These are chat archives for ramda/ramda

14th
Jan 2017
William R. Sousa
@Zutak
Jan 14 2017 03:42
Hello There! How can I find out the type of an expression or a subexpression in Ramda?
does it have the equivalent (from Haskell) ?
:type sum
sum :: (Foldable t, Num a) => t a -> a
Brad Compton (he/him)
@Bradcomp
Jan 14 2017 05:02
R.sum
Brad Compton (he/him)
@Bradcomp
Jan 14 2017 05:03
@Zutak You can type a ramda function in here to get the type info.
Sudarsan Balaji
@artfuldev
Jan 14 2017 10:35
Hi guys,
so remember the last problem?
I attempted a refactor in C# to functional style (with a lot of helpers) and here's what I have
private static int GetNumberOfTransmitters(ints houseLocations, int coverageLength)
{
    var sortUniqueAsList = Compose(Enumerable.ToList, Compose<ints, ints, ints>(Sort, Unique));
    var houses = sortUniqueAsList(houseLocations);
    Func<ints,int,int,int> getNextUncoveredIndex = (locations, coverage, current) =>
    {
        var list = locations.ToList();
        var location = list[current];
        var coverageLimit = location + coverage;
        var coveredLength = list.Skip(current).TakeWhile(x => x <= coverageLimit).Count();
        return coveredLength + current;
    };
    var nextUncoveredHouseIndex = getNextUncoveredIndex.Apply(houses, coverageLength);
    var nextTrasmitterIndex = Compose(Decrement, nextUncoveredHouseIndex);
    var next = Compose(nextUncoveredHouseIndex, nextTrasmitterIndex);
    var initialState = new State {Current = 0, Count = 0};
    var stateEvolver = Evolve(
        EvolutionConfiguration<State>
            .For(s => s.Current, next)
            .AndFor(s => s.Count, Increment));
    return
        ReduceWhile(
            (state, location) => state.Current < houses.Count,
            (state, location) => stateEvolver(state),
            initialState, houses).Count;
}
ints is short for IEnumerable<int>
I haven't used the converge function etc, and I realize I'm converting to a list earlier on and using it.
But other than that, is there anything I can do to make this implementation better?
Sudarsan Balaji
@artfuldev
Jan 14 2017 10:40
stateEvolver(state) actually mutates state. can that be overlooked?
Sudarsan Balaji
@artfuldev
Jan 14 2017 10:48
@galileopy @joneshf @JAForbes if you guys remember
Nakshatra Mukhopadhyay
@n0x3u5
Jan 14 2017 12:13
Hey all!
What is the correct way to import modules from RamdaJS?
The usual import { <module> } from <package> syntax does not seem to work for RamdaJS...
Sudarsan Balaji
@artfuldev
Jan 14 2017 14:03
R.dec
Sudarsan Balaji
@artfuldev
Jan 14 2017 14:18
is the code for this @ram-bot open sourced anywhere?
David Chambers
@davidchambers
Jan 14 2017 15:00
Rick Medina
@rickmed
Jan 14 2017 15:09
hey all! this question is not related to ramda but maybe you could help me out? it's about unit tests. Let's say I have a low level function that needs to be stubbed (http request or something) which is used in the n level deep by other modules, what is a good testing strategy?
hemanth.hm
@hemanth
Jan 14 2017 15:28
@ram-bot source
Alec
@alavkx
Jan 14 2017 16:20
GUYS I NEED HELP

i think it is very basic/lack of understanding but..

(0 , _fp.safeParse) is not a function

pretty sure my composition is bad
mTest = x => x ? Just(x) : Nothing(),

mSet = map(mTest),

// :: String -> [Maybe a]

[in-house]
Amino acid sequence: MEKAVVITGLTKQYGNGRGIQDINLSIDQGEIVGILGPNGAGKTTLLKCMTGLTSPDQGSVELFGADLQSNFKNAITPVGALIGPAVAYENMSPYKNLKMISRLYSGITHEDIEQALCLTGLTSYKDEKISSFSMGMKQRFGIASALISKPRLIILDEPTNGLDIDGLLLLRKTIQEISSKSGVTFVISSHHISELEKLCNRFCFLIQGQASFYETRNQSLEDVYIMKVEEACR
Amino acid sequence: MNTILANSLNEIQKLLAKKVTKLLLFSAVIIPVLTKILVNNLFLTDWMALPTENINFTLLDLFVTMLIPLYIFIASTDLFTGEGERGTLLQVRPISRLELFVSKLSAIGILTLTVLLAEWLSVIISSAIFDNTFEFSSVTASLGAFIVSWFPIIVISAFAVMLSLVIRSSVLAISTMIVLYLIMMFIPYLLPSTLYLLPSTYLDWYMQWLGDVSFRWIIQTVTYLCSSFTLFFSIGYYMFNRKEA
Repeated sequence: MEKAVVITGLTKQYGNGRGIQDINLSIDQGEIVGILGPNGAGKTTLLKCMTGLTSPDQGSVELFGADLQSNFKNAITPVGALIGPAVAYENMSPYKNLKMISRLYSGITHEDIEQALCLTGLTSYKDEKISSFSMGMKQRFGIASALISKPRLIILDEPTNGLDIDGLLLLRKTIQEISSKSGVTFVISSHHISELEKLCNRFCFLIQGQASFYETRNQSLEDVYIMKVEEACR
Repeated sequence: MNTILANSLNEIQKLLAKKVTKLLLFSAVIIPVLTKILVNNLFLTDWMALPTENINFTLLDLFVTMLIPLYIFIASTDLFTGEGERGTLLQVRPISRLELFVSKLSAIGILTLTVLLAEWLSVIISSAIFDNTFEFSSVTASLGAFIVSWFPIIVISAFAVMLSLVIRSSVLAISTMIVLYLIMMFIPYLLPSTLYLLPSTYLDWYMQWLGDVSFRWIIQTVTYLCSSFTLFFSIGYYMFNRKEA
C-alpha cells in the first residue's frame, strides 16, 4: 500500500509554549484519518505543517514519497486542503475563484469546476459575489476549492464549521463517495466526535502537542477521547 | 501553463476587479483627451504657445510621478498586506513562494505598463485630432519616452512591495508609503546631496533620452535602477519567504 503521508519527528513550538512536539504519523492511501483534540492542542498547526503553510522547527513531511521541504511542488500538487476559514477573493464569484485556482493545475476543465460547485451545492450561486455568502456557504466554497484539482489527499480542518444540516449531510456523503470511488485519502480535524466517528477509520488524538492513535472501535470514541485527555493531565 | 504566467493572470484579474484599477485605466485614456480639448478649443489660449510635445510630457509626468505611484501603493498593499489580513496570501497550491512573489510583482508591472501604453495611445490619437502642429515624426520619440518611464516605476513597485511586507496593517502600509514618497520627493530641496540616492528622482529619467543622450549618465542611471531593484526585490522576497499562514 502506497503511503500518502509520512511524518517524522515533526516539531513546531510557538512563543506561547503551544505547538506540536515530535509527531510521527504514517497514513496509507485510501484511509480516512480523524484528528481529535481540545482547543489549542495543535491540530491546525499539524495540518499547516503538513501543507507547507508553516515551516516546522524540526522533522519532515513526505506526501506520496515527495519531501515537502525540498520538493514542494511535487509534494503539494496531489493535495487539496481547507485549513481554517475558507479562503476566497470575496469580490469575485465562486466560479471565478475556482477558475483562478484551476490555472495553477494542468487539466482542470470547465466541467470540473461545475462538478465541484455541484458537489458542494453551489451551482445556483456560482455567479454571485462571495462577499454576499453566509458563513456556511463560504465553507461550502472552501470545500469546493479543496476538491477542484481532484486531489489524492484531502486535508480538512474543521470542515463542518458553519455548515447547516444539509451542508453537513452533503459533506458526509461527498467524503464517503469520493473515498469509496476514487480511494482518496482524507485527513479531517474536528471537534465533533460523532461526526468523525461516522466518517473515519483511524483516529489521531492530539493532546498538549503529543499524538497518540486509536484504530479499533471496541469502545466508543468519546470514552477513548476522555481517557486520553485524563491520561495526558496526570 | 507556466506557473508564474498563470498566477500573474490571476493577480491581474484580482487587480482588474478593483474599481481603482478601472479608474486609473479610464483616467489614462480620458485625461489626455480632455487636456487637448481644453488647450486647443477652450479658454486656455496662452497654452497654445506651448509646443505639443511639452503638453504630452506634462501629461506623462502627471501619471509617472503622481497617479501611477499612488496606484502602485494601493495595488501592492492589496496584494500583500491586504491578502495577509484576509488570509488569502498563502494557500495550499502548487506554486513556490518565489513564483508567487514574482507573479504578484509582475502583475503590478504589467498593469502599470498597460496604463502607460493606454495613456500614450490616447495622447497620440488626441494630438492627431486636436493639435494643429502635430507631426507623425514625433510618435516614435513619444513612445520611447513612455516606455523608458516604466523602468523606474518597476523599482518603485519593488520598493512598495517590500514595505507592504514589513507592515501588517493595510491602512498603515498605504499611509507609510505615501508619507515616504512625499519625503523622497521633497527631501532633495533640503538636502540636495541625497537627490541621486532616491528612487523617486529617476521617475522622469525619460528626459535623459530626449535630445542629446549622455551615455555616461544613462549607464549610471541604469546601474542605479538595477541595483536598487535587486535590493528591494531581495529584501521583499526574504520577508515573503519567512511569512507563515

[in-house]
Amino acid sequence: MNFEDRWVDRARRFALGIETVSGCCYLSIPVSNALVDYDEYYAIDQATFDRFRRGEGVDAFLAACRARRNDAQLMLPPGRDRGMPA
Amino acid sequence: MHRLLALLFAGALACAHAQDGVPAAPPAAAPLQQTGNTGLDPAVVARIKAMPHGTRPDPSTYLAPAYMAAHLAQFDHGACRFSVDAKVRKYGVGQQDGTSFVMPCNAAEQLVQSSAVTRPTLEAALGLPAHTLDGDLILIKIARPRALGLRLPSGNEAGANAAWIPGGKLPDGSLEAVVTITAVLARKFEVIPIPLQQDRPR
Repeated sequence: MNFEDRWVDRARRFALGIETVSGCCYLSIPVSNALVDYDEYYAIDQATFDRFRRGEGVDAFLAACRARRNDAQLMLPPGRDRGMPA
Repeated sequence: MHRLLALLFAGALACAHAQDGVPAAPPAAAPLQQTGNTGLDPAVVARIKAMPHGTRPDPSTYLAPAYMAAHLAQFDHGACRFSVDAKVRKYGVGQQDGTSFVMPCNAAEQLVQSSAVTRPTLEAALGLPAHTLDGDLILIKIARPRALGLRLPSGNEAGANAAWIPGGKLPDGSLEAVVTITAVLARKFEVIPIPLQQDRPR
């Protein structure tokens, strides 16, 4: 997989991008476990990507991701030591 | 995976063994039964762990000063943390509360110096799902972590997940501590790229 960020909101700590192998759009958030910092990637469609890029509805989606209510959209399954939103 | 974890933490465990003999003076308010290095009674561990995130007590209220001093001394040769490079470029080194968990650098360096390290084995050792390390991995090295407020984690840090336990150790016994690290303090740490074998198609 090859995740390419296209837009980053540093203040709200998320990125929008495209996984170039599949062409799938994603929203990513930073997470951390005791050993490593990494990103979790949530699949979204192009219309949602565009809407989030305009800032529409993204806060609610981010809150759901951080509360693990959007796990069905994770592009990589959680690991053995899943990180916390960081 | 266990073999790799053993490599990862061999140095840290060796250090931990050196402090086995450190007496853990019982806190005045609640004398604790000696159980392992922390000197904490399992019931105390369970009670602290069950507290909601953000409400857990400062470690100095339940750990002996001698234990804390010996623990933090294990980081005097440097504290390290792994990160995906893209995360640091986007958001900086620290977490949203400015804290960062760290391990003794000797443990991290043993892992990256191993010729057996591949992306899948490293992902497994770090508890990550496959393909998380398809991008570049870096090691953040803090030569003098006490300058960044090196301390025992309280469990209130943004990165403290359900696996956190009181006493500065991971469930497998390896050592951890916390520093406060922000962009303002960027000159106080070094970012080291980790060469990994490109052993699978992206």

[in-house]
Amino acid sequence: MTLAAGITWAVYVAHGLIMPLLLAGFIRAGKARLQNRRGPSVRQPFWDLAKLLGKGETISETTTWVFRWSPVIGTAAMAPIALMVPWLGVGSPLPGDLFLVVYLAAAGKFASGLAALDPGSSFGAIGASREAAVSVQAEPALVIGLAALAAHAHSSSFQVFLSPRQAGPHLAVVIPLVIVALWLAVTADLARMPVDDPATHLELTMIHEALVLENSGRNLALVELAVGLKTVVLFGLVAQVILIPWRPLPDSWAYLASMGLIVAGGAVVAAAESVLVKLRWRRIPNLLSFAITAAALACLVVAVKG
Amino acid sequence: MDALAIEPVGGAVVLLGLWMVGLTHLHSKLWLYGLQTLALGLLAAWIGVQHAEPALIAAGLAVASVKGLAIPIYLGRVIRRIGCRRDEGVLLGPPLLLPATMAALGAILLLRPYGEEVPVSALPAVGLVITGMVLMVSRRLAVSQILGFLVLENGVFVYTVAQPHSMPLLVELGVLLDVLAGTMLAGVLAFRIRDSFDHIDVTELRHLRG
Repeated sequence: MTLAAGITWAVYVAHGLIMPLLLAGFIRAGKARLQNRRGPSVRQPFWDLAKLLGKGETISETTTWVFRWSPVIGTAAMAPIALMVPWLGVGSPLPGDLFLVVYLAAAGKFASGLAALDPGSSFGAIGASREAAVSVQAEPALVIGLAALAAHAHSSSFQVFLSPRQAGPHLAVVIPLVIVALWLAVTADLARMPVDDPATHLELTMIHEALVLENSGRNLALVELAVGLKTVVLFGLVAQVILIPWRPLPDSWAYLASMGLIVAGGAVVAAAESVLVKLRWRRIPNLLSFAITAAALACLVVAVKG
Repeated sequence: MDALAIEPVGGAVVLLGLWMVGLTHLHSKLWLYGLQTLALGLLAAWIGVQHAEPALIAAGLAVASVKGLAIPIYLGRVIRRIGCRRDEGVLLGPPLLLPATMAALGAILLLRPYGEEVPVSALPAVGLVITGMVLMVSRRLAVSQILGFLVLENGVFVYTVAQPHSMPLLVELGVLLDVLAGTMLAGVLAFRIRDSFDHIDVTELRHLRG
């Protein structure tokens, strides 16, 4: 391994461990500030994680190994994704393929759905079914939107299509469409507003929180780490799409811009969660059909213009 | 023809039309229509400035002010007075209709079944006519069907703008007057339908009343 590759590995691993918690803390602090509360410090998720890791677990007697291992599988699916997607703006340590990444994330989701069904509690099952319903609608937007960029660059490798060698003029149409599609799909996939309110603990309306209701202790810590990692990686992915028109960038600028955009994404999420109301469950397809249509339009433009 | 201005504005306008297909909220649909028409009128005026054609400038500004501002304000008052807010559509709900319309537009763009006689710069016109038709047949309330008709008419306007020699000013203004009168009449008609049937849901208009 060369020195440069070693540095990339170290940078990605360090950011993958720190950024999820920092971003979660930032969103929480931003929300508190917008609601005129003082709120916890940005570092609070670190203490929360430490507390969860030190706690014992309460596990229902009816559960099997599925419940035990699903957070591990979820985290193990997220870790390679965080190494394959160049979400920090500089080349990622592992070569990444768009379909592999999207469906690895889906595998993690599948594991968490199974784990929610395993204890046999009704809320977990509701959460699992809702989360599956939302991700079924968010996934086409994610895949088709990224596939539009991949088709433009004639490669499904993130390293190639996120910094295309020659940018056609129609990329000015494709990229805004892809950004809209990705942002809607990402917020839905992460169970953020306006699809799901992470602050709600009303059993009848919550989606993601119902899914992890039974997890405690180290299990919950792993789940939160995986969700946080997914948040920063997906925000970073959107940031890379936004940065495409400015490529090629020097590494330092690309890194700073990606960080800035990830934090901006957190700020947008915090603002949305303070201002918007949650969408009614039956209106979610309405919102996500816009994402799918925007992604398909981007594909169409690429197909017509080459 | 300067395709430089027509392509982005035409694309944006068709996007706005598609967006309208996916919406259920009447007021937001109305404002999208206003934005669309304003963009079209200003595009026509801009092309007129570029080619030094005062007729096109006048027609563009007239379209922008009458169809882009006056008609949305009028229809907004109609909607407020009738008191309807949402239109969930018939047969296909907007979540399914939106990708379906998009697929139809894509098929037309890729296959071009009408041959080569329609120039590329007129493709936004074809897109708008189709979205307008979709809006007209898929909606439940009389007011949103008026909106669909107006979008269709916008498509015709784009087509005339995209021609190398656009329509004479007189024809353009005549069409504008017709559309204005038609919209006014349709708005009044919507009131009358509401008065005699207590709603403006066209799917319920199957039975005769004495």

safeParse = jsonData => compose(mSet, JSON.parse, jsonData)
isStatusOk = x => x.status >= 200 && x.status <= 304,

mOutcome = (reject, resolve, x) =>
  isStatusOk(x) ?
  resolve(safeParse(x.response)) :      // :>D Wooo!
  reject(Error(x.statusText)),                 // D<: Booo!

// :: String -> String -> Future Error [Maybe a]
xhr = (method, url) =>
  Future((reject, resolve) => {
    const unsafeXhr = new XMLHttpRequest();

    unsafeXhr.onload = () => mOutcome(reject, resolve, unsafeXhr);

    unsafeXhr.open(method, url, true /* async enabled */);
    unsafeXhr.send(null);
  });
wrapping xhr with a future, and attempting to parse the json and wrap each element with a maybe
dcmwong
@dcmwong
Jan 14 2017 16:25
@rickmed Hey, as you said this isn’t particularly related to ramada but the answer to your question is dependency injection. If you can expose the http library as a dependency then you’ll find that in your test you’ll be able to mock out the request you are making with the http library
@rickmed In addition, in functional programming, this can be achieved by currying.
Rick Medina
@rickmed
Jan 14 2017 16:45
correct, so basically I need to be aware of all cases when such http library is used within the function (at whatever level deep) to accomodate the test? EG: bar = pipe( foo1, foo2, foo3)... foo2 uses the http lib... when testing bar I need to setup the test input of bar, analyze what would be the output of foo1 so I can stub foo2 correctly?
@dcmwong
(however the DI is solved: by an additional param, currying or not, passing with "this", reader monad, etc)
dcmwong
@dcmwong
Jan 14 2017 16:52
if foo2 is the function fetching data in the test set it up so that it just returns the data you expect. in the actual code you can the foo2 version that uses http
Rick Medina
@rickmed
Jan 14 2017 17:00

@dcmwong

function bar (p) {
  let a = // some logic with using p...
  let b = foo2(a);
  let c = // some logic with using b...
  return c
}

I would need to analyze what "a" returns so I can check that foo2 is called with the correct params, stub foo2 so that is returns some data and analyze what "c" returns so I can set the expected test result?

I'm sure I'm looking at this all wrong...